I have to admit that my initial thought was 'won't this cost more?' but no, in general, it won't.
Obviously, organic stuff costs more than if you buy from a supermarket's basic range but I recently bought all of the things in the picture, below, and it came to less than £20. And there's NO PLASTIC to throw away: my waste bin has been pleasingly empty since I started shopping there.
(This haul includes potatoes, chips, sweet potato fries, frozen spinach, carrots, oranges, dried apple rings, white vinegar, green apples, broccoli, spring onions, pasta, porridge oats, desicated coconut, pitted dates and peanuts.)
Talking of frozen things, there's also a brilliant freezer section that works on the same basis: i.e. bring a container (or use one of the reusable paper bags they supply) and fill up your freezer. There's frozen veg and fruit, chips, hash browns and more, plus the product that the shop is rapidly becoming famous for: pizza dough. Such a useful, great value (75p a ball) and tasty thing to always have handy!
And the bit I'm particularly fond of is their refillable range:
Household cleaners, washing-up liquid, clothes washing liquid, shampoos, conditioners and shower gels can all be decanted from their jars into smaller containers which, again, prevents you from having to throw endless plastic bottles away just because you've finished the contents.
And while the products are great and it's lovely to know that you are doing something to help reduce plastic consumption (other Ashtead retailers please have a think about what you could do to help too...), there's a third reason why I always look forward to shopping at Fetch'em FTC.
And that is, quite simply, the overall experience of being inside the shop. Not only are there all the lovely, non-planet-harming products to look at (washing-up brushes, toothbrushes and beeswax wraps that are a brilliant alternative to clingfilm, for example, as well as lots of items, like jam, honey and soap, that are made locally) but the interior is well laid out and beautifully presented, and there's something really calming about filling and weighing your containers. I find that I pay a lot more attention to what I'm buying, rather than just grabbing packets inanely from the shelves.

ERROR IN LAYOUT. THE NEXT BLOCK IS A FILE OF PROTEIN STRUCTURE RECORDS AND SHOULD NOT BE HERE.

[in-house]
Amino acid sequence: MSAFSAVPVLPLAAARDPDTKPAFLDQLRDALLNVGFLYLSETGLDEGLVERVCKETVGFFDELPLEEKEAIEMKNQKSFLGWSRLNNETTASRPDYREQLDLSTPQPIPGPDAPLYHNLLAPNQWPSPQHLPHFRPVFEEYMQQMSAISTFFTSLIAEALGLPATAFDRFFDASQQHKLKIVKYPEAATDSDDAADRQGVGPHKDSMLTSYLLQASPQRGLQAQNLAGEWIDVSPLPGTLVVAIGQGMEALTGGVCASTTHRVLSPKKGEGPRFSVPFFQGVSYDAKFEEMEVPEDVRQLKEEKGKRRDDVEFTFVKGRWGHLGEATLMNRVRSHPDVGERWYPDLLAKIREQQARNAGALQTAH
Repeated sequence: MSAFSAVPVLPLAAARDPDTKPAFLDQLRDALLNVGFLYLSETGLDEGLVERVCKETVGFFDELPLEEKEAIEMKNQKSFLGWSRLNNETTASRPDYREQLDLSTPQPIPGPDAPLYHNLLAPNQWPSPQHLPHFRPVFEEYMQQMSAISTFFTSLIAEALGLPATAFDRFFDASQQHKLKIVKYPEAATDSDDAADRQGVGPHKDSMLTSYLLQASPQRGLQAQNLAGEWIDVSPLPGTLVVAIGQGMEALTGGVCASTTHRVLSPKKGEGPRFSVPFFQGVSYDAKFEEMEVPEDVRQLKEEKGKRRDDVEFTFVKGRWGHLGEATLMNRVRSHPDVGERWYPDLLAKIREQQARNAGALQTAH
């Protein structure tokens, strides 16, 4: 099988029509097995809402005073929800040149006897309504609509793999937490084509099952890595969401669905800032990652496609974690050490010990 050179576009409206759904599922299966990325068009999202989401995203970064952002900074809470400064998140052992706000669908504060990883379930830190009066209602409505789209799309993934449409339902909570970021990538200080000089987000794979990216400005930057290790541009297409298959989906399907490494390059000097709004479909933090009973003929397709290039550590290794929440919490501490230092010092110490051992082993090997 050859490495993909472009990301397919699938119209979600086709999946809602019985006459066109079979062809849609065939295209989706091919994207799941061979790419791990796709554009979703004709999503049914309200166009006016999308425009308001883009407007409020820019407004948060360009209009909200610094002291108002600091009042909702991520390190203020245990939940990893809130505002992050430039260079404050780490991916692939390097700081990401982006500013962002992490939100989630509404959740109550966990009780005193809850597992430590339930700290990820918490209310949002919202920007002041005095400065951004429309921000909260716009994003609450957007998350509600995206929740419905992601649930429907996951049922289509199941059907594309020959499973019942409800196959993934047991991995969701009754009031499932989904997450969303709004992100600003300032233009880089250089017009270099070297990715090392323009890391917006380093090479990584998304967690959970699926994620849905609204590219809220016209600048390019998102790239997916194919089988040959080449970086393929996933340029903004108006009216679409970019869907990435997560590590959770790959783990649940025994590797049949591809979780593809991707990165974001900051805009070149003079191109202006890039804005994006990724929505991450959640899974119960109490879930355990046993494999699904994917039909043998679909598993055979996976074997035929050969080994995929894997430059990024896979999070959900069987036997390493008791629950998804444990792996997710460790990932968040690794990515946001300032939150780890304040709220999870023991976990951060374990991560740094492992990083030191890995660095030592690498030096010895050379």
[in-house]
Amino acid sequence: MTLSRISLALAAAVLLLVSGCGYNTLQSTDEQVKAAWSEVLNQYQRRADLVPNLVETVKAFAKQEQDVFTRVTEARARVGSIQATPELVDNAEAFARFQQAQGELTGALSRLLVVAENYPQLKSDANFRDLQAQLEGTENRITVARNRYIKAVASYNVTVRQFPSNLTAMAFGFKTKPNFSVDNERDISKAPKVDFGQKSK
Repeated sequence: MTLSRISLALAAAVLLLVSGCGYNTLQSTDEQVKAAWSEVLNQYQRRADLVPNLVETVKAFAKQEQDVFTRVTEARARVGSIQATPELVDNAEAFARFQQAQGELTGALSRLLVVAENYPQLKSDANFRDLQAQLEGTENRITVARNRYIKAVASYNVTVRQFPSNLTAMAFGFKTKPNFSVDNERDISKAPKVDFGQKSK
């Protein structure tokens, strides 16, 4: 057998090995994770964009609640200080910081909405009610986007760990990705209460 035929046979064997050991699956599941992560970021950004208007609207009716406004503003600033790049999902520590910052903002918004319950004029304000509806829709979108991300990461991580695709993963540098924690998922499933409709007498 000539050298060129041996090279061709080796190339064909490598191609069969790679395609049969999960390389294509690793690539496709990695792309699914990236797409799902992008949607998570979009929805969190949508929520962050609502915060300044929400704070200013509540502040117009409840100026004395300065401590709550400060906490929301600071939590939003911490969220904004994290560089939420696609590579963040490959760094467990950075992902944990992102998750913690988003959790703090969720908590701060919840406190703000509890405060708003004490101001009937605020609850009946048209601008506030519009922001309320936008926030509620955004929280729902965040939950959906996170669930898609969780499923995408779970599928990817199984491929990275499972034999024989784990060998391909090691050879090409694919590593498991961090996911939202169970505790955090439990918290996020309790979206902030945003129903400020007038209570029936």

It's a good example of taking time to slow down and be mindful: watching your containers fill up, listening to the noise the products make as they tumble out (the pasta is particularly pleasing in this respect) and noticing the smells from the herbs and spices as you spoon them into your jars, all make for a much more personal, in-the-moment experience.
So, if you haven't visited Fetch'em from the Cupboard yet, I strongly urge you to do so. Eliminate plastic, buy tasty produce, have interesting conversations with the knowledgeable staff and support an amazing local business. Believe me, it makes shopping a treat, rather than a chore!
More posts to come soon (I mean it...) and if you run a business and know you should be blogging but aren't, get in touch. I can either write one for you, or run a bespoke workshop to teach you how to do it yourself!